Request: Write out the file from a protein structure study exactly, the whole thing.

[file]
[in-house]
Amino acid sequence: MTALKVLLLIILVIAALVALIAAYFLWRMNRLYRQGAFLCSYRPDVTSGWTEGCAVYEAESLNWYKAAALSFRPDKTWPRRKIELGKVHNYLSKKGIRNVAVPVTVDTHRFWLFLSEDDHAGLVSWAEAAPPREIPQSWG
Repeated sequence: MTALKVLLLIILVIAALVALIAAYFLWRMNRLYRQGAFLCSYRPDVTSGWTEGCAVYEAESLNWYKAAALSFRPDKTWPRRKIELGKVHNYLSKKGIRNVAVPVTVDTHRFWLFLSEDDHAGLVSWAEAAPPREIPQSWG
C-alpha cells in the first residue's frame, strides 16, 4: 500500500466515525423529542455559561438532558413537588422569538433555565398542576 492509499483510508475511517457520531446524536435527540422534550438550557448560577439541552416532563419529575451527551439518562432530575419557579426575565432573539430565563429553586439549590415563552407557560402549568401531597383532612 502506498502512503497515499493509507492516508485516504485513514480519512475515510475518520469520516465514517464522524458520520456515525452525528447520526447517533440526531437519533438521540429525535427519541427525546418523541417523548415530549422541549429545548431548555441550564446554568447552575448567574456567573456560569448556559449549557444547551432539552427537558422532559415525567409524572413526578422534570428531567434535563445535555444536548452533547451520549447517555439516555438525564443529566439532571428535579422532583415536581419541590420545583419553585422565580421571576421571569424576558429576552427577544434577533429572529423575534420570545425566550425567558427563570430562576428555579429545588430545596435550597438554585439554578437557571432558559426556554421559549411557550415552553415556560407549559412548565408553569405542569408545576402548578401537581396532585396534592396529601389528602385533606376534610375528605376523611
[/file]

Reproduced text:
[in-house]
Amino acid sequence: MTALKVLLLIILVIAALVALIAAYFLWRMNRLYRQGAFLCSYRPDVTSGWTEGCAVYEAESLNWYKAAALSFRPDKTWPRRKIELGKVHNYLSKKGIRNVAVPVTVDTHRFWLFLSEDDHAGLVSWAEAAPPREIPQSWG
Repeated sequence: MTALKVLLLIILVIAALVALIAAYFLWRMNRLYRQGAFLCSYRPDVTSGWTEGCAVYEAESLNWYKAAALSFRPDKTWPRRKIELGKVHNYLSKKGIRNVAVPVTVDTHRFWLFLSEDDHAGLVSWAEAAPPREIPQSWG
C-alpha cells in the first residue's frame, strides 16, 4: 500500500466515525423529542455559561438532558413537588422569538433555565398542576 492509499483510508475511517457520531446524536435527540422534550438550557448560577439541552416532563419529575451527551439518562432530575419557579426575565432573539430565563429553586439549590415563552407557560402549568401531597383532612 502506498502512503497515499493509507492516508485516504485513514480519512475515510475518520469520516465514517464522524458520520456515525452525528447520526447517533440526531437519533438521540429525535427519541427525546418523541417523548415530549422541549429545548431548555441550564446554568447552575448567574456567573456560569448556559449549557444547551432539552427537558422532559415525567409524572413526578422534570428531567434535563445535555444536548452533547451520549447517555439516555438525564443529566439532571428535579422532583415536581419541590420545583419553585422565580421571576421571569424576558429576552427577544434577533429572529423575534420570545425566550425567558427563570430562576428555579429545588430545596435550597438554585439554578437557571432558559426556554421559549411557550415552553415556560407549559412548565408553569405542569408545576402548578401537581396532585396534592396529601389528602385533606376534610375528605376523611